Tuesday, May 29, 2007

Convergence of Matching and Search

I’ve been looking at name and address matching software recently. This is a field I’ve stopped following closely because action has moved to the higher planes of Customer Data Integration and Master Data Management. If there’s any trend in the matching field, it’s the development of generic string matching techniques that can be used on any data, not just names and addresses.

Like all matching engines, these return a score indicating how closely two strings resemble each other. In name/address matching, the scoring method has usually been pretty simple, at most a “string distance” calculation counting the number of differences between one string and another. All the real work went into the data parsing and standardization used to split a record into its components (first name, last name, house number, street name, etc.) and to remove variations such as alternate spellings and nicknames vs. formal names.

The newer approaches—I’m thinking specifically of Netrics, although Choicemaker and SAS DataFlux also qualify to some degree—apply more advanced matching to the strings themselves. This means they have less need for parsing and standardization.

Let’s acknowledge that string matching can never find matches identified by standardization. “Peggy” and “Margaret” are simply not similar strings, so the only way a computer can know one is a nickname for the other is if a reference database makes the connection.. But advanced string matching can look for relationships among segments within strings, such as words in different sequences, that make parsing less essential. Since parsing is both computationally intensive and itself less than perfectly accurate, this offers definite advantages.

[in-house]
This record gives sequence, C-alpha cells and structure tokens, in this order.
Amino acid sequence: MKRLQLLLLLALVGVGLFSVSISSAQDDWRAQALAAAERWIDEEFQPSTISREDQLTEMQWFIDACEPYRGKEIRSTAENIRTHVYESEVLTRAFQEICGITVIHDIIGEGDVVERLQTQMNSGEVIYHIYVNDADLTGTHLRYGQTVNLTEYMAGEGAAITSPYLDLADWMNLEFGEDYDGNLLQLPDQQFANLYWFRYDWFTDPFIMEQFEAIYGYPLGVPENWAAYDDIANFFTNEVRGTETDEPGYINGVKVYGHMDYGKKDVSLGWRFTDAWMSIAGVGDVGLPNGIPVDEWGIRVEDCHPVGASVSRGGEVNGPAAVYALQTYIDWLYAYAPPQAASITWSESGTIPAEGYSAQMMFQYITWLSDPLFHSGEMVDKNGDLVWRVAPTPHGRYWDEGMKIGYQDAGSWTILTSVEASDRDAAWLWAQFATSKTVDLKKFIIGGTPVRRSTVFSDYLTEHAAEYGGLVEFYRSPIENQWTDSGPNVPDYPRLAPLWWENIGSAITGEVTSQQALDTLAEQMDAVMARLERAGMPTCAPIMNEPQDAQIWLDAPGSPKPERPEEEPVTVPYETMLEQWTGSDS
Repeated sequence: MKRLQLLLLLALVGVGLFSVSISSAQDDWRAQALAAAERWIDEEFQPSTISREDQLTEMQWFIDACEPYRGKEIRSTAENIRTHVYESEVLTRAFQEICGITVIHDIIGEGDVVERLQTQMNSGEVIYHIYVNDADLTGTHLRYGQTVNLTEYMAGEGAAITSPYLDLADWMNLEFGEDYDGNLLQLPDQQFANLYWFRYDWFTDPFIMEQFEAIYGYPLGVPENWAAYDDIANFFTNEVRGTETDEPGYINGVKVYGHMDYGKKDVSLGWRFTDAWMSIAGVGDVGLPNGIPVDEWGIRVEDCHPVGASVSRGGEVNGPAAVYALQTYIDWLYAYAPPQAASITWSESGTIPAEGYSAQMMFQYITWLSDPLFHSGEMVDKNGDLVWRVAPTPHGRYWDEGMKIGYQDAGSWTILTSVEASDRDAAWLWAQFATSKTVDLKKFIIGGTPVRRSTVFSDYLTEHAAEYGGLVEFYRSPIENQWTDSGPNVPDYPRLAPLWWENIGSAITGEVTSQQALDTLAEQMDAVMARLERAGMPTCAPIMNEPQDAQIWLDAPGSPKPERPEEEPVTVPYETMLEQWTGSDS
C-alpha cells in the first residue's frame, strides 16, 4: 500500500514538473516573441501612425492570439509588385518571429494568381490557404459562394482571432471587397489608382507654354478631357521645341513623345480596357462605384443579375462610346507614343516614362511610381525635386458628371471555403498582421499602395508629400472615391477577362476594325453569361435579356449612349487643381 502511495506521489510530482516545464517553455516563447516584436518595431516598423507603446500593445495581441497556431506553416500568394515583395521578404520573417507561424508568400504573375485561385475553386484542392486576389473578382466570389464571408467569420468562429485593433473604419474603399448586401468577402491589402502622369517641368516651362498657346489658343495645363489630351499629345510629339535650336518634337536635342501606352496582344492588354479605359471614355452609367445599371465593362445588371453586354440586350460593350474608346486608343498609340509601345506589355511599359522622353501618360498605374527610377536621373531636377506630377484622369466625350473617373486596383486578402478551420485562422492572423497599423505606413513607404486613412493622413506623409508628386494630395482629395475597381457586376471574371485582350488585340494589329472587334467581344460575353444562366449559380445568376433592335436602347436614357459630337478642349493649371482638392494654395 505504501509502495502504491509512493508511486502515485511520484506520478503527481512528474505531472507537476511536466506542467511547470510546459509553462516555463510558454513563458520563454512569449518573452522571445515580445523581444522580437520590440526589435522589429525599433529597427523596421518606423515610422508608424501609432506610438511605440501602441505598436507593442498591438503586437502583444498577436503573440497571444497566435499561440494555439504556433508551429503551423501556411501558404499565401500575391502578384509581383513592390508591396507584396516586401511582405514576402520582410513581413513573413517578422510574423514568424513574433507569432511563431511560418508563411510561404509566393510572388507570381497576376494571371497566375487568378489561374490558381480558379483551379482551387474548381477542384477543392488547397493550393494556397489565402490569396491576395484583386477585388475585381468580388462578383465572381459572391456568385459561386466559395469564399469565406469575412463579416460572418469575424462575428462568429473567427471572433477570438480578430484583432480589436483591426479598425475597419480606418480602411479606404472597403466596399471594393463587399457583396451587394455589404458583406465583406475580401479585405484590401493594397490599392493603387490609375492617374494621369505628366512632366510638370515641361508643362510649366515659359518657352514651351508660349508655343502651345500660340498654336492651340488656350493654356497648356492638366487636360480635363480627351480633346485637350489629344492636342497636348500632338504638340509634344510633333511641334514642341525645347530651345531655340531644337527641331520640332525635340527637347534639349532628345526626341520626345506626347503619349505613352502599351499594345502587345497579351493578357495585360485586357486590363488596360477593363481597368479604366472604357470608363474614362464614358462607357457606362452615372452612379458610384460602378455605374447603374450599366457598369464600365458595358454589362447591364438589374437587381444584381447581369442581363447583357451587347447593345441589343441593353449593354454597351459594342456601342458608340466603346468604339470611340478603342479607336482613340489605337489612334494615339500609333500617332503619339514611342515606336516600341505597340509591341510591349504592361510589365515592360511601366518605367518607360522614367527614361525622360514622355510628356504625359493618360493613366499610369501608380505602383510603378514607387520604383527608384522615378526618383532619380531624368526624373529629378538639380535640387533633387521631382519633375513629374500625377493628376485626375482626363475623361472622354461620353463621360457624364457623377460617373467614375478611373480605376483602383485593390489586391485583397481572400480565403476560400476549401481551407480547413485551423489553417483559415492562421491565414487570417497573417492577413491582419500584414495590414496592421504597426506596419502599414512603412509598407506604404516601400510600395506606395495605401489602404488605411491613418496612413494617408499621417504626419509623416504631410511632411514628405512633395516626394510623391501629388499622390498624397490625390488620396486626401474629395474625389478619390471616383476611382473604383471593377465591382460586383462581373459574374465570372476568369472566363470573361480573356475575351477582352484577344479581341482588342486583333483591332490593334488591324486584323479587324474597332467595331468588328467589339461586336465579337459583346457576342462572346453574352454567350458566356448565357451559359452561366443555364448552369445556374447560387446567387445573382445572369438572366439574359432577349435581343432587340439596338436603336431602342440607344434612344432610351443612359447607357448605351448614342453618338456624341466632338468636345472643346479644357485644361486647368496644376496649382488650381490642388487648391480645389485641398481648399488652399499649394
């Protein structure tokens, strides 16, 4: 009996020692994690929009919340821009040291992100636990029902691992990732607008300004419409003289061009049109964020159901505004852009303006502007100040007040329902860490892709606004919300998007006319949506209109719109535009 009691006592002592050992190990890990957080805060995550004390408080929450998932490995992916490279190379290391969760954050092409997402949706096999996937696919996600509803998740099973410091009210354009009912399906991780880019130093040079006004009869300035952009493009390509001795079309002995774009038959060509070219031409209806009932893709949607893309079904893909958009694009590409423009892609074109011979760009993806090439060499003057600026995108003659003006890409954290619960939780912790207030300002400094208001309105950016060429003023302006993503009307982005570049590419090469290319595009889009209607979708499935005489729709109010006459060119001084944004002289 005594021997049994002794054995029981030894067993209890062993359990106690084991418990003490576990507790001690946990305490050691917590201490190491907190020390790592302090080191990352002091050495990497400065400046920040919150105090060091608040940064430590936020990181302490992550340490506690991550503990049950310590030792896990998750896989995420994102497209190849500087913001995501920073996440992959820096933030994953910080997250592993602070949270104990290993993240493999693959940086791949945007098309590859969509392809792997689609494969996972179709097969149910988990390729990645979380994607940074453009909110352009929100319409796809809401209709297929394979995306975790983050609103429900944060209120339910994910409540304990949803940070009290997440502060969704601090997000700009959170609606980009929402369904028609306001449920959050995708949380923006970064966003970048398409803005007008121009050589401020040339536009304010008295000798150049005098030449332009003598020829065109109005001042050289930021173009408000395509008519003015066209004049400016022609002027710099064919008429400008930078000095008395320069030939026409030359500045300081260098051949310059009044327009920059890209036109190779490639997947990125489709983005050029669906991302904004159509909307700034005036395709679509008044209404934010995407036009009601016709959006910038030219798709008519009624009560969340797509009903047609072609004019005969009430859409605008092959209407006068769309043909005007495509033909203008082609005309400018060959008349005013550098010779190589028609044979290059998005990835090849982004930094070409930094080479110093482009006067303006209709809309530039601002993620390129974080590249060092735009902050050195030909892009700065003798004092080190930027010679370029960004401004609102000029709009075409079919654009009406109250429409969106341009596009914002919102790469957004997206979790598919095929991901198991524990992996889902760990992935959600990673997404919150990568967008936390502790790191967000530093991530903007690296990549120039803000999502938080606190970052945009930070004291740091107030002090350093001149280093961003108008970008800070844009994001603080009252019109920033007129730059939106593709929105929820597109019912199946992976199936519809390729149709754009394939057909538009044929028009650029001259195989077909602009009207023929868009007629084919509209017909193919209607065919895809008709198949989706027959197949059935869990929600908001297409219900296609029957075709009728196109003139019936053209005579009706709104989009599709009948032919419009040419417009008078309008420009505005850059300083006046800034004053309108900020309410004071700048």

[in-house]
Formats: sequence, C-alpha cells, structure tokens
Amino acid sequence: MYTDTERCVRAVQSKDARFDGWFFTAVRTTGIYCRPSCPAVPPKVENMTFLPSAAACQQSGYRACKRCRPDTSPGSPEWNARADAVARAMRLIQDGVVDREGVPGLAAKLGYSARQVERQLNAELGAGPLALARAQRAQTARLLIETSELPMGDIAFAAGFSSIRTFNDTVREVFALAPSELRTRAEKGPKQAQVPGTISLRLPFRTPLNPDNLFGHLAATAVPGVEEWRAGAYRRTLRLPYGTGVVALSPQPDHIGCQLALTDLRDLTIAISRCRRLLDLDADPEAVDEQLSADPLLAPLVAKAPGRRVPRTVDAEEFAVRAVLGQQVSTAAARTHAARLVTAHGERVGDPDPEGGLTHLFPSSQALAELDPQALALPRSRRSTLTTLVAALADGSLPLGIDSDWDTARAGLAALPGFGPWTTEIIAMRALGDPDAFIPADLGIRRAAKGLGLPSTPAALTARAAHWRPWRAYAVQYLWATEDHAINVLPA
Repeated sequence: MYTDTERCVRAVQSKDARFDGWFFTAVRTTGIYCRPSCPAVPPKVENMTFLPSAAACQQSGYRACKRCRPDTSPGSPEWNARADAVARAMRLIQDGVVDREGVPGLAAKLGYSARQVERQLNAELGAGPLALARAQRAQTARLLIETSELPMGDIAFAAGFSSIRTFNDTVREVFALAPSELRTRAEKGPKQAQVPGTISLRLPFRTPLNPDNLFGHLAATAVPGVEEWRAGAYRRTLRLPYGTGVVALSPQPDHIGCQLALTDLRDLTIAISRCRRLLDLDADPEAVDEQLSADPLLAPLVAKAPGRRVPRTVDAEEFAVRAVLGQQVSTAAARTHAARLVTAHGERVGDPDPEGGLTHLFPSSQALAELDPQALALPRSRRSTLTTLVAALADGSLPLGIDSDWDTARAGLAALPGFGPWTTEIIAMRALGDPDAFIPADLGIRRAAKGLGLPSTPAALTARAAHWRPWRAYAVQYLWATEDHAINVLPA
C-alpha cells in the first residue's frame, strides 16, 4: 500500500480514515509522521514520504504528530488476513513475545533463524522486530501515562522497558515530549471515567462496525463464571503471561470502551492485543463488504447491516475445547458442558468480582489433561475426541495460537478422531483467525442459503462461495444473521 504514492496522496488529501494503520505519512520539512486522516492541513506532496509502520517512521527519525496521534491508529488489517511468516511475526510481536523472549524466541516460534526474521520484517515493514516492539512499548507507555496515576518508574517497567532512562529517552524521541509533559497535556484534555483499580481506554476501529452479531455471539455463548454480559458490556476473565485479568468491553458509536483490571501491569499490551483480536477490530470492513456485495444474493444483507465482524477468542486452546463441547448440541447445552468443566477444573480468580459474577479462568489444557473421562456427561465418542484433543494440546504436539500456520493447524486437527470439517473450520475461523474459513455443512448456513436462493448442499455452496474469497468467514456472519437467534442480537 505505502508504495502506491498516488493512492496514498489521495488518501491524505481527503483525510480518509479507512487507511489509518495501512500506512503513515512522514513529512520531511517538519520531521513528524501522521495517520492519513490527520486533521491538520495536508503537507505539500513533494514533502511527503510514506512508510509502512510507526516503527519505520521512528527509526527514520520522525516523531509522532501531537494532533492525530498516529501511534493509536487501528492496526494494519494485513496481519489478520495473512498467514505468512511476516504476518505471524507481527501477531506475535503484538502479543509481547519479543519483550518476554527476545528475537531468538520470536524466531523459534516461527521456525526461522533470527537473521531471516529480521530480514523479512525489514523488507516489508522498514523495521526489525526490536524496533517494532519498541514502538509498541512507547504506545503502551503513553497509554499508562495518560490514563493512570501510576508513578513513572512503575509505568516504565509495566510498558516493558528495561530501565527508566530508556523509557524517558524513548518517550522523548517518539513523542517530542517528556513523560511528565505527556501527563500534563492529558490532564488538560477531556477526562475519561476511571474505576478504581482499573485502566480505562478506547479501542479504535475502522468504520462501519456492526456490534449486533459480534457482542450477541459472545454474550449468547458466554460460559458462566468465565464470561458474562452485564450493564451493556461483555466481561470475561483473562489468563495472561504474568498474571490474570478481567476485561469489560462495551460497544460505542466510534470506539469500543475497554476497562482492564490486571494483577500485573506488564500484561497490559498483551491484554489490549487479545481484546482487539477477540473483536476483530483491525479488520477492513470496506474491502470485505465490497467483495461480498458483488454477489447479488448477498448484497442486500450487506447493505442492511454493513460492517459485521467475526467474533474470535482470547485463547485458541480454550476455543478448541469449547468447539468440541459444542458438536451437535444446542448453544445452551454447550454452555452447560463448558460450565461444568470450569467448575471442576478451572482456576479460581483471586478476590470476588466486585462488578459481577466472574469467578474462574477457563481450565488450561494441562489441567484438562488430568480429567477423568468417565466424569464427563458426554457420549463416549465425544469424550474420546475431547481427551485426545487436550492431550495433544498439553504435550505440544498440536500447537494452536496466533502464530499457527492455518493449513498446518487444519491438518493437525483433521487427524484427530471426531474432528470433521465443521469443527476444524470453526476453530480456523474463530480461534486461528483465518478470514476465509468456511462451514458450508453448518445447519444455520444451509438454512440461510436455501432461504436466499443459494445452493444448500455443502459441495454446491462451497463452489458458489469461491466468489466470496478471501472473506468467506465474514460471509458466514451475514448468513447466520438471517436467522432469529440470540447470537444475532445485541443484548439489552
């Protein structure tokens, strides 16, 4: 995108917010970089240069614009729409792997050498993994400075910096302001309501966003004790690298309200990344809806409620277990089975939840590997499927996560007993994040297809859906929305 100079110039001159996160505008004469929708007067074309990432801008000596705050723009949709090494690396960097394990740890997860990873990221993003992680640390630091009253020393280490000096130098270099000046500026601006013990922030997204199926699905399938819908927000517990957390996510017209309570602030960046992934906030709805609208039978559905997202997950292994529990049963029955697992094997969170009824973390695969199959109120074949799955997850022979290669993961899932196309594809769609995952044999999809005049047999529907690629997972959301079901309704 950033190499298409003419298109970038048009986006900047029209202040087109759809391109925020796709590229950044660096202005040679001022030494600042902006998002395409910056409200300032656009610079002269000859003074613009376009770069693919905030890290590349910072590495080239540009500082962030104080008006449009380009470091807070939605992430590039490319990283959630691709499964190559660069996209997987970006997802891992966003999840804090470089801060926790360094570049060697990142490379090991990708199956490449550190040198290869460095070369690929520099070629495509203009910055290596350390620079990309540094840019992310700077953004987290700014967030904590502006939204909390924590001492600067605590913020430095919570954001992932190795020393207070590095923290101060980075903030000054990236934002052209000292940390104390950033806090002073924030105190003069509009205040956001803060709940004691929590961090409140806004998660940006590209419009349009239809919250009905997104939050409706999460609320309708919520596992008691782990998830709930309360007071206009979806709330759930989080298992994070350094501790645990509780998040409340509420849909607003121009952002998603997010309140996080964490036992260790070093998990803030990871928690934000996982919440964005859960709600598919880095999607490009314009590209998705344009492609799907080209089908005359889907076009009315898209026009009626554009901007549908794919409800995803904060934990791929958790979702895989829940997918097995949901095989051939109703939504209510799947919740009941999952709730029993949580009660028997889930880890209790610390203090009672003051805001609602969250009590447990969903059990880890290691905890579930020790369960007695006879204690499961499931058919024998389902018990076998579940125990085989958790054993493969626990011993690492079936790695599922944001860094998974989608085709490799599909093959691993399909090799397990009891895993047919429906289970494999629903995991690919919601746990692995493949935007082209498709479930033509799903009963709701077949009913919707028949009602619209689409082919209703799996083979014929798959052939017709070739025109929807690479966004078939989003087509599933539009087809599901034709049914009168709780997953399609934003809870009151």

These advantages are particularly evident once you move beyond the highly structured world of names and addresses to other types of data. Here, external information is less likely to be available to help with standardization, so the ability to uncover subtle relationships between different strings becomes more important. Actually, “subtle” isn’t quite the right word here: any human would recognize that “Mary Smith Gallagher” and “Gallagher Mary” are probably the same person, while a simple matching algorithm would see almost no similarity.

What’s interesting is this sort of matching applies to the wider world of search at least as well as to the traditional world of data quality. Most discussions of search are warped by the gravitational field of Internet search engines, which leads them to focus on finding the most popular or authoritative content relating to a query string. But for other applications, such as text search, string similarity is a primary concern.

As with name and address matching, text search often contains a large component of parsing and standardization, which the text search people would label as “semantic analysis”. Again, this indisputably adds important value. But simple misspellings and partial information abound in search inputs, and often in the data being searched as well. An engine that cannot overcome such imperfections will be at best partially effective. This is where more sophisticated matching methods can help.

In short, I’m proposing there is some useful opportunity for cross-fertilization between matching software and search vendors. Not perhaps the most brilliant insight ever, but worth mentioning nevertheless.

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